Monday, January 6, 2014

Hugging the Huguenots - My new wargaming passion Part 2

Colin Napier continues to chart the footprints of French Huguenots.

De La Meloniere's Regiment painted by Clarence Harrison with flags from Quindia Studios

As ever with the past it’s complicated especially when seen through the clouded, at times heated, prism of 300 years of opinion.  I’m no historian and have little time to spend with tertiary and secondary sources let alone mucking about with the primary ones, but here’s a quick attempt in four hundred words or less (all glorious follies and misinterpretations are my own). Those who know the period well may want to click away now…

Henry IV, the first Bourbon King, had been a Huguenot converting to Catholicism on his ascendency to the throne. As a sort of thank you to his Huguenot supporters he had declared the Edict of Nantes in 1598. Amongst a swathe of rights this had given the Huguenots freedom of worship within France. Over the next hundred years the edict had remained in place although most of the privileges afforded the Huguenots were gradually eroded, notably by Cardinal Richelieu when he wasn’t being thwarted by pesky musketeers. As time passed there was a gradual migration of Huguenots from France to Protestant lands particularly the Dutch Republic and England.

Louis XIV (him of the sunny disposition) initially pursued a policy of strict adherence to what remained of the Edict of Nantes coupled to a blind eye to ill treatment, most infamously the billeting of the more uncouth sort of Dragon with Protestant families. In 1685 this culminated in the revocation the Edict of Nantes which led to a period of forced conversions and persecution. It is hard to underestimate the impact this had on French society even as recently as 1985 Francois Mitterand issued an apology for the revocation.
The Huguenot Brigade approaches 'Bloody Hollow' at Aughrim.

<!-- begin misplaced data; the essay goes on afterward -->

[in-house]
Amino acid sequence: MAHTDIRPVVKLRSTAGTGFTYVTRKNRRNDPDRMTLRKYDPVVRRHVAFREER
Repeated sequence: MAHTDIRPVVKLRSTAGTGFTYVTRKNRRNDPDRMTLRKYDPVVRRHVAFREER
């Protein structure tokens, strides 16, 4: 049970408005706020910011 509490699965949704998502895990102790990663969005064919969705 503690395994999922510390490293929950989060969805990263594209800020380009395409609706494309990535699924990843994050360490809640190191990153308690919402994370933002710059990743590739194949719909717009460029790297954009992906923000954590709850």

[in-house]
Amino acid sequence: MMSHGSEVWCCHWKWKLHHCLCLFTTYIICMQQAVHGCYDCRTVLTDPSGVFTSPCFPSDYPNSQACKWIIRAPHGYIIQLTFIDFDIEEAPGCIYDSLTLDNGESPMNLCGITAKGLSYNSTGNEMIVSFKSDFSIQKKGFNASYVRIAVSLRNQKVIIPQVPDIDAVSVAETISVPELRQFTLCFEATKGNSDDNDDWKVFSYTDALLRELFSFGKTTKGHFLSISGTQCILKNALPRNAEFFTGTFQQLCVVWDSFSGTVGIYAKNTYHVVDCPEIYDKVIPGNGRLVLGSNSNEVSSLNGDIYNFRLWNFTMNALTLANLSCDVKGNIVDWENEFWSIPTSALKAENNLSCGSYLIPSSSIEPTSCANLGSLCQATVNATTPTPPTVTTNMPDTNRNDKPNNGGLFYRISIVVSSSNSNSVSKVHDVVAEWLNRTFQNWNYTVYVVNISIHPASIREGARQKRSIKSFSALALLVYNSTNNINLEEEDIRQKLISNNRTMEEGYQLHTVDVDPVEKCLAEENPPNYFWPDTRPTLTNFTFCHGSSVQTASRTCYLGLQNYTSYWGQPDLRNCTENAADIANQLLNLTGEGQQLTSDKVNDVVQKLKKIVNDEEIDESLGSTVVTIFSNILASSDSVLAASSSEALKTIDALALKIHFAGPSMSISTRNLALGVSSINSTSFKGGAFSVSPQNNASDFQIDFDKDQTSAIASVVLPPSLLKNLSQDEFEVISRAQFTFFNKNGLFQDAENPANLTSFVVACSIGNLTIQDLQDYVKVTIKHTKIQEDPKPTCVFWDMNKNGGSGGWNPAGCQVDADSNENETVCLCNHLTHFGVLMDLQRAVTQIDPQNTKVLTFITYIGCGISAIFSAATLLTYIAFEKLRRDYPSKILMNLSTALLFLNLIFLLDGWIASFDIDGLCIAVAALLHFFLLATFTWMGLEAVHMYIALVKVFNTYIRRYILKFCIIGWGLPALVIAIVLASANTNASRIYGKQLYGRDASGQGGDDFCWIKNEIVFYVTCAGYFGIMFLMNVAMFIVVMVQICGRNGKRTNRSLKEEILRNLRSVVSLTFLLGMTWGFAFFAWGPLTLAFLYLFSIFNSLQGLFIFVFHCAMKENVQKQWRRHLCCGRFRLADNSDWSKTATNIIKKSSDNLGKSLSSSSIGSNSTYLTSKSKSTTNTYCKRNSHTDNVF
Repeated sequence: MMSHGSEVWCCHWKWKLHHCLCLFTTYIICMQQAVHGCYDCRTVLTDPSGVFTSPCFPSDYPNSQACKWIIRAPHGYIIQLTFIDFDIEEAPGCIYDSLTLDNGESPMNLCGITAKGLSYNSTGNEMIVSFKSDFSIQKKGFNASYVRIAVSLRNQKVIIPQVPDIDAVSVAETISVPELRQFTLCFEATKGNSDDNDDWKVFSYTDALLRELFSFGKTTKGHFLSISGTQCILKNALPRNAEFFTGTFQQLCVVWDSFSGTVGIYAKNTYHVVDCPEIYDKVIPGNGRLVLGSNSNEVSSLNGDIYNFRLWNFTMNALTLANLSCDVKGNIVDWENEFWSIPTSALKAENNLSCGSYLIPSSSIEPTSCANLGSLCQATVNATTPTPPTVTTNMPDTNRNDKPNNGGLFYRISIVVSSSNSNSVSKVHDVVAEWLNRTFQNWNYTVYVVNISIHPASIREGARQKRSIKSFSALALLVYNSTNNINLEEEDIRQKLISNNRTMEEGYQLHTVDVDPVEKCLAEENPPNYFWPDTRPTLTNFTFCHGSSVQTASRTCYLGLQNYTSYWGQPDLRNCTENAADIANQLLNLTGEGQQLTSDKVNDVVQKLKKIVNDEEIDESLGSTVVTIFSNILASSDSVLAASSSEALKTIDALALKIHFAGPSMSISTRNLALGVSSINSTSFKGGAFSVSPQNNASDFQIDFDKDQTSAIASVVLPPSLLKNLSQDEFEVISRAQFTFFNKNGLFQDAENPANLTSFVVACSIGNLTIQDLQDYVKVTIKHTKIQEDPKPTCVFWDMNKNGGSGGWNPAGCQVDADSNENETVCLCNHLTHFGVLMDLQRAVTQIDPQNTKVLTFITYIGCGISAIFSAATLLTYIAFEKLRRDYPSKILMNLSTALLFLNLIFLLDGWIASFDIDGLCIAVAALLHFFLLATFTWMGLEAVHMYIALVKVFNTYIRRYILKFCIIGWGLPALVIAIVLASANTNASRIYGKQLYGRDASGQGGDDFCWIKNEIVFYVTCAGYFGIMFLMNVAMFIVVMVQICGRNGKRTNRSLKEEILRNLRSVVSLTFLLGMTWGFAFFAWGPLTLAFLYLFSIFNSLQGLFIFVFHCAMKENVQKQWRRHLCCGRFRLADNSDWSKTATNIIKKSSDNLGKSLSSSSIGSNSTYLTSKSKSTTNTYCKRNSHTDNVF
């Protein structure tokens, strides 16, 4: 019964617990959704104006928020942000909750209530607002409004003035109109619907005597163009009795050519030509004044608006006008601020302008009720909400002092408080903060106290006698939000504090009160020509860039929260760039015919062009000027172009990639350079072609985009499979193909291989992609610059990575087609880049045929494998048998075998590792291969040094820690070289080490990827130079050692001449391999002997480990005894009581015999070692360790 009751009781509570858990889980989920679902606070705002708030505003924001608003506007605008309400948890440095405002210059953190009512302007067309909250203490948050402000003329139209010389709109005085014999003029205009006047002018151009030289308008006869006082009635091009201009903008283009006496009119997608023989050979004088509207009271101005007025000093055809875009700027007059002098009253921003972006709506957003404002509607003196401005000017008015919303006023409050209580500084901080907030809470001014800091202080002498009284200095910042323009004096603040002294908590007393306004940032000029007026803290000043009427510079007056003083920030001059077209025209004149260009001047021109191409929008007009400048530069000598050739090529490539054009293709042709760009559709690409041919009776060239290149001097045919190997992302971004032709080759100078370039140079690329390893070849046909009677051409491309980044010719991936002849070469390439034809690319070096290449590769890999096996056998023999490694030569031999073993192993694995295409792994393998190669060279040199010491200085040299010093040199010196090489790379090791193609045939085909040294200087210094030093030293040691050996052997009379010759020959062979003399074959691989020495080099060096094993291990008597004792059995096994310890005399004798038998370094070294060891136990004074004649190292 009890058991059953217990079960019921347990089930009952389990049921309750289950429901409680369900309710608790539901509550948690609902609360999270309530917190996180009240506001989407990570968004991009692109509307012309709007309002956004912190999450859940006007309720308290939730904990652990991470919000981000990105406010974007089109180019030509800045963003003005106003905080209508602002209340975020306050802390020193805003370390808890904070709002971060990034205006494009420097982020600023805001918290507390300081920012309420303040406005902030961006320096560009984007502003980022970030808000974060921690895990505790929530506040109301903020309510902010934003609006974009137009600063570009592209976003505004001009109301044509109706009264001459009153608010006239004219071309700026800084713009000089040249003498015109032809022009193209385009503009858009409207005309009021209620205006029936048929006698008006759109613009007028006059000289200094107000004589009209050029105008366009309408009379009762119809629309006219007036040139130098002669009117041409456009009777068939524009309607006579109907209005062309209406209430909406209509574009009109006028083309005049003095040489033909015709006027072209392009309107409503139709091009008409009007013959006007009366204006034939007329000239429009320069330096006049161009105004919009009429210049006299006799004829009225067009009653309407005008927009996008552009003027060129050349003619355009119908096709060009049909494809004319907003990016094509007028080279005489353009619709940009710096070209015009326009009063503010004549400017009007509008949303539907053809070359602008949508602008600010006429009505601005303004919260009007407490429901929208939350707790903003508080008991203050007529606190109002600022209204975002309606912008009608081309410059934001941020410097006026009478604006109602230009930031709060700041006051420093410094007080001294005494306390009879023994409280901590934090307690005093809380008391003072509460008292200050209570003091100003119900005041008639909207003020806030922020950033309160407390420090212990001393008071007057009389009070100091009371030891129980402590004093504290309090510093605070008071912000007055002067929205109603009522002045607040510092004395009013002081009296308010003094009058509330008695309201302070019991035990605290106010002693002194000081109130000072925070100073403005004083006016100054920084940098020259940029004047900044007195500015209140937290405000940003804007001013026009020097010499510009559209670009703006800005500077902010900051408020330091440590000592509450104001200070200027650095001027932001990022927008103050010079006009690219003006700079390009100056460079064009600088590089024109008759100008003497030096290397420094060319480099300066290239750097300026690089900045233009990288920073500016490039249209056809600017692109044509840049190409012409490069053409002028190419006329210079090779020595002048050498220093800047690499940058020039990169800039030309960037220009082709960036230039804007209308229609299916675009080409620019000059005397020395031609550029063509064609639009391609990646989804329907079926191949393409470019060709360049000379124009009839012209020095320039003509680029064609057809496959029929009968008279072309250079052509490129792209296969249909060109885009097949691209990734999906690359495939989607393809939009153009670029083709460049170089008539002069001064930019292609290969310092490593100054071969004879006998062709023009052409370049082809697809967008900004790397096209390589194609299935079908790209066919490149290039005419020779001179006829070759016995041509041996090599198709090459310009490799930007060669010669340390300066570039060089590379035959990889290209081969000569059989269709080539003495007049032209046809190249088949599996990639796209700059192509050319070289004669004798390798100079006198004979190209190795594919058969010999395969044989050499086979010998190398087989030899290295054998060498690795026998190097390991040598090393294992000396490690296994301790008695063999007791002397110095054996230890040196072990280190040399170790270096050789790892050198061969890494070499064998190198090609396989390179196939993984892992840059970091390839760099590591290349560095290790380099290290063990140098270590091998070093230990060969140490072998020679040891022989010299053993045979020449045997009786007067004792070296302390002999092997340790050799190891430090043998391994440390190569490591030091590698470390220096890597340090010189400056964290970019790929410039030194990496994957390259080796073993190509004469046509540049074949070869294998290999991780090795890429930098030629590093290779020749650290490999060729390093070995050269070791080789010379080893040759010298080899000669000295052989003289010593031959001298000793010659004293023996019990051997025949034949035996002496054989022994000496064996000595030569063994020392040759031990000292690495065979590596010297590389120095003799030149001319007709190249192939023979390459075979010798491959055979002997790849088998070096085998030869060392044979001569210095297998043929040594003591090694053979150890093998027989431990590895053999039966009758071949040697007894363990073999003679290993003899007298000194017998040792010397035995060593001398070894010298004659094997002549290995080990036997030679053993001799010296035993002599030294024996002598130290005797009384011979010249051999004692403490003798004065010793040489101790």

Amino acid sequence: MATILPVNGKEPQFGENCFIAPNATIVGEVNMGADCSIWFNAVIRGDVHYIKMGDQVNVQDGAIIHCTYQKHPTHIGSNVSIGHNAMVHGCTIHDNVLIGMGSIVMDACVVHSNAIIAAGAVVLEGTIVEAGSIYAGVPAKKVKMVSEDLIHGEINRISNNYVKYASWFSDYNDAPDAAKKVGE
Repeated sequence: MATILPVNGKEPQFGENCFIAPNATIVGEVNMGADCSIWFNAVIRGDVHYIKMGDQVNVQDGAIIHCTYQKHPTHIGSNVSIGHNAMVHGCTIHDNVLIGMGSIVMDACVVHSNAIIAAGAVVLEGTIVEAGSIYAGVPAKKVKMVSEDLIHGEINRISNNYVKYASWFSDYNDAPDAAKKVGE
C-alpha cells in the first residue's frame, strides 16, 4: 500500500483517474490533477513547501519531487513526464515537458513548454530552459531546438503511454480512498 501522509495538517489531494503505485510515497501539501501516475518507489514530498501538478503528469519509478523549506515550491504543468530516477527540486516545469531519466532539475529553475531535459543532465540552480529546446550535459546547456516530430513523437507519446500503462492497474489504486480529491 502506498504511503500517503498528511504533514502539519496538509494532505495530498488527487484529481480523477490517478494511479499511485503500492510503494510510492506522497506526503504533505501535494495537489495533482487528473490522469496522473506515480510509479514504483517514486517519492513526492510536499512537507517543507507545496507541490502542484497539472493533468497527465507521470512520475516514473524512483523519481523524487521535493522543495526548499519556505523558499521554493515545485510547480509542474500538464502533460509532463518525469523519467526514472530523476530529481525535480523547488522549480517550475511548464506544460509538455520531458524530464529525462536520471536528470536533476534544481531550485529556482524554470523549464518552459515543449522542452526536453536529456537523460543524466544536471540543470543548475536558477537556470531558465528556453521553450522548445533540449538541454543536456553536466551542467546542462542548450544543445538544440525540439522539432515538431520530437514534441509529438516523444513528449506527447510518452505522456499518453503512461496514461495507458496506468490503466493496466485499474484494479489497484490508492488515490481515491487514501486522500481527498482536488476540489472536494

There was even a stamp.

Protestant nations, naturally took a dim view of this development in France and made a show of support for Huguenot refugees. In the Dutch Republic although many of the more bellicose Huguenots had found their way into Dutch service over the decades (when not fighting for or against the French crown or indeed with each other) it was now that the Stadt Holder William III of Orange began actively appointing Huguenots to senior positions in the Dutch Army. As it turned out over the years 1685-89 he had plenty to choose from as within France the Huguenots had been well represented in the armed forces. By the time Schomberg (another with big Huguenot connections) landed his army in Ireland some historians estimate that Huguenots made up some 10% of the officer corps.

An example was du Cambon an engineer in the French Army when he moved to the Dutch Army in 1689 he found himself promoted first to head of engineers and then to the rank of Major General in 1689. Of course du Cambon was to be the colonel of one of the Huguenot regiments formed in that year and it’s these I’ll look at next.

Next time – a potted history of the Huguenots regiments. And that joke explained… I think…


  1. Beautiful figures and pictures!

  2. But sadly for the Huguenot infantry they are about to get blown away by my Irish Jacobite dragoons and commanded shot 8-)

  3. The picture you seem referring to shows the combined force of five leading members of the LOA:-) Bob's, Barry's and Dave's beautiful figures, Clarence's lovely designed Flags and Adrians superb Terrain! It all fits so well that it is always a joy to see those things together in one picture!

    1. The photo is taken from our refight of Aughrim which we started on 28th Dec and are finishing on the 12th Jan. It's been a great battle so far and everything is still to play for although the Williamites have had a hard time of it so far.

  4. They not only in Ireland and the Netherlands have settled. Many made ​​their mark in the history of Russia left one Jakob de la Garde is worth.

  5. I took over 120 pictures in this shoot alone. I have worked on about 40 so far. They will feature in an 'Aughrim Season' of articles which we'll post up here in the blog over the next few weeks. Apart from an AAR and photos we''ll post a full orbat, the terrain layout, photos of the 'key' units both heroes and villains of the game plus I hope, a personal reflection from each of the players. I'll top all of that off with some photos I took at Aughrim last April.. should look quite nice as a package!

    1. Or you could keep it back for the Irish supplement?

  6. Could probably do a bit of both actually.. I have so many pictures to share we could never get them all into the supplement!

    1. After the continuing action and the other 120 pics you've taken so far there's going to be enough to produce an Aughrim supplement in it's own right.

  7. This comment has been removed by the author.


Related Posts Plugin for WordPress, Blogger...

Blog Archive

Popular Posts

Powered by Blogger.

Subscribe to get League of Augsburg updates by e-mail!

Join the League of Augsburg!


The League of Augsburg © 2013 Supported by Best Blogger Templates and Premium Blog Templates - Web Design